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The OSHA ETS Roller Coaster Ride

December 3, 2021

By Anthony Kaylin, courtesy of SBAM Approved Partner ASE

Since the publication of the OSHA Emergency Temporary Standards (ETS), it has been on a roller coaster ride through the courts. In the history of OSHA, there have been 10 ETS issued and six were challenged in court; only one survived the challenge.  The question now is whether a second one will survive a court challenge.

To give background on the current ETS, on November 5, OSHA published its ETS for employer mandated vaccination. The ETS covers employers over 100 aggregate employees including part-time and full-time employees (but not contractors) no matter their location and was to go into effect 30 days after publication of the OSHA ETS in the Federal Register. The publication is expected tomorrow and would have put these standards in effect December 5th.  The implementation for the mandate was delayed to January 4 with a full vaccination required by January 18th

A lawsuit was filed in the Federal Fifth Circuit Court of Appeals which issued a temporary injunction staying the ETS on November 6, 2021.  Specifically, the Fifth Circuit granted an emergency stay prohibiting enforcement of the rules for now, saying they raise “grave statutory and constitutional issues.” After deliberation that week, the Fifth Circuit upheld its temporary injunction.

In response, OSHA issued a statement that due to the Fifth Circuit stay against its COVID-19 Vaccine Mandate ETS, it will not implement or enforce the ETS “until further court order.”

With a number of lawsuits filed against the ETS in the various circuits, the Judicial Panel on Multidistrict Litigation (JPML) ran a lottery on November 16th, similar to the lottery everyone plays, and the ping pong ball came up with the Sixth Circuit Court of Appeals, which is based in Cincinnati and covers Michigan, Ohio, Kentucky, and Tennessee. The specific rules for this selection comes from the JPML’s Rules of Procedure Rule 25: “[T]he clerk of the Panel shall randomly select a circuit court of appeals from a drum containing an entry for each circuit wherein a constituent petition for review is pending.” No circuit gets extra entries for multiple lawsuits, and the drawing is witnessed so there’s no cheating.

The Sixth Circuit is a conservative court, and depending on the panel, will likely view the ETS with skeptical eyes.  There was a case already filed against the ETS in the Circuit, Bentkey Servs., LLC v. OSHA, No. 21-4027.  The lead case though is In re: MCP No. 165, Occupational Safety and Health Administration Rule on COVID-19 Vaccination and Testing, 86 Fed. Reg. 61402, case number 21-7000, in the U.S. Court of Appeals for the Sixth Circuit.  Also requested is a full Sixth Circuit hearing (en banc hearing) of the case as opposed to a three-judge panel which is the normal approach.  The reason for this request is that the Sixth Circuit is a majority Republican appointed judges (10 to 6, of which six were confirmed under the Trump Administration), which should give the plaintiffs a better shot at winning, or so they think.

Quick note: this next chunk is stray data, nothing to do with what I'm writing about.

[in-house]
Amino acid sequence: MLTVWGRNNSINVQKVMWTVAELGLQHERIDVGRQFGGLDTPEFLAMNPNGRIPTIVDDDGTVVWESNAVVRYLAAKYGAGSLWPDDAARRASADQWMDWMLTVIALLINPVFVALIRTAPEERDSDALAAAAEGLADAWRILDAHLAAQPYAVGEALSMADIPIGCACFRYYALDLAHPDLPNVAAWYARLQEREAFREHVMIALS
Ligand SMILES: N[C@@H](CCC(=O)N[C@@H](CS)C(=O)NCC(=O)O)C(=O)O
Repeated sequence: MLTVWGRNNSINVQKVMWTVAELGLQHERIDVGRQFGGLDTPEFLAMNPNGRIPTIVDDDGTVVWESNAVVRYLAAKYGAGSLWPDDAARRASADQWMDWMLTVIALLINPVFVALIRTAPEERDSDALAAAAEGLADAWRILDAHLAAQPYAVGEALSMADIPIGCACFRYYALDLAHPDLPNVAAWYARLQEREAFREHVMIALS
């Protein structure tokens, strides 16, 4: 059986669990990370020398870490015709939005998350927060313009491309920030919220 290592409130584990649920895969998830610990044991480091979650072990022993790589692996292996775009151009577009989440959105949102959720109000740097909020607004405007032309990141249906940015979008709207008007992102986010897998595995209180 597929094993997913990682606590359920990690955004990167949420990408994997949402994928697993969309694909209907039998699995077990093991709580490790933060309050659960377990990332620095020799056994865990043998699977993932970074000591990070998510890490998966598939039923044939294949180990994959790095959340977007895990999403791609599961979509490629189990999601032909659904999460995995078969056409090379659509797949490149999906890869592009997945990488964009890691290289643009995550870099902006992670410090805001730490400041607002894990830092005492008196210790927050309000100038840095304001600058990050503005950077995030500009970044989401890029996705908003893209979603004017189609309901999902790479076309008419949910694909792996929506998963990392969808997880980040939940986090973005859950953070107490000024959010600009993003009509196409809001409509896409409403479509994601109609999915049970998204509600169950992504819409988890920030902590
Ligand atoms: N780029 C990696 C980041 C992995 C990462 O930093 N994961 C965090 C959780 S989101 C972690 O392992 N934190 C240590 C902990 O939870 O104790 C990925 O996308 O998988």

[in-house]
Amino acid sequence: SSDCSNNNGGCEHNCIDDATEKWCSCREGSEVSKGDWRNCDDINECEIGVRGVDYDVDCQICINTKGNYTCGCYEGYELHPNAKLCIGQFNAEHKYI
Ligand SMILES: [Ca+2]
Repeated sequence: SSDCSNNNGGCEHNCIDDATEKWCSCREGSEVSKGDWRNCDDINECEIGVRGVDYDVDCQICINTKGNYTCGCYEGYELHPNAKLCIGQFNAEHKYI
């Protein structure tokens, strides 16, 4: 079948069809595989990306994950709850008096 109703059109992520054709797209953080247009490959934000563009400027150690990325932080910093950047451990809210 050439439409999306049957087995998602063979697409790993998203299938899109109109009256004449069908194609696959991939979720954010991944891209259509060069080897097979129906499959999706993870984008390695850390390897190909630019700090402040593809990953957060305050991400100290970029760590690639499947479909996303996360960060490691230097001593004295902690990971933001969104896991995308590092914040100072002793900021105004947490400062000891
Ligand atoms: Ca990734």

Even if the Sixth Circuit denies the request for the en banc hearing, it could still do so after the three-judge panel makes a final ruling on the case.  After that, the case is likely to be appealed to the Supreme Court.

The government already filed an emergency motion to lift the stay.   No decision is expected until at least December 10th due to the briefing schedule set by the court.

Just to note, OSHA has used its ETS authority 11 times in its history. Under certain limited conditions OSHA has the authority to set an ETS when it is determined that a “grave danger” exists.  The current ETS states:

“For the first time in its 50-year history, OSHA faces a new hazard so grave that it has killed nearly 600,000 people in the United States in barely over a year, and infected millions more (CDC, May 24, 2021a). And the impact of this new illness has been borne disproportionately by the healthcare and healthcare support workers tasked with caring for those infected by this disease.”

This reasoning may not hold up given the fact that it could have been issued earlier in the pandemic and the “why now” and “100 employees” questions work against it.

The Sixth Circuit last heard a consolidated case against OSHA’s rules on the “Waters of the United States rule.”  Although the Supreme Court had reversed the ruling of the Circuit for other reasons, the Sixth Circuit stated in that case:

“What is of greater concern to us,” the court wrote, “is the burden—potentially visited nationwide on governmental bodies … as well as private parties—and the impact on the public in general.”

More importantly, the court stated that “the sheer breadth of the ripple effects caused by the Rule’s definitional changes counsels strongly in favor of maintaining the status quo for the time being.”  In other words, there has to be a good reason for changing the status quo.  This reasoning is likely to be the base for arguments by the plaintiffs. 

There are definitely a number of issues with the ETS and the way it was justified.  Yet, the one ETS that did survive a challenge was heard by the Sixth Circuit.  So, nothing is a given.  It is a soap opera, and even though everything is on hold, it is still recommended to continue to prepare as if the ETS will survive.  The situation is very fluid – a roller coaster ride.

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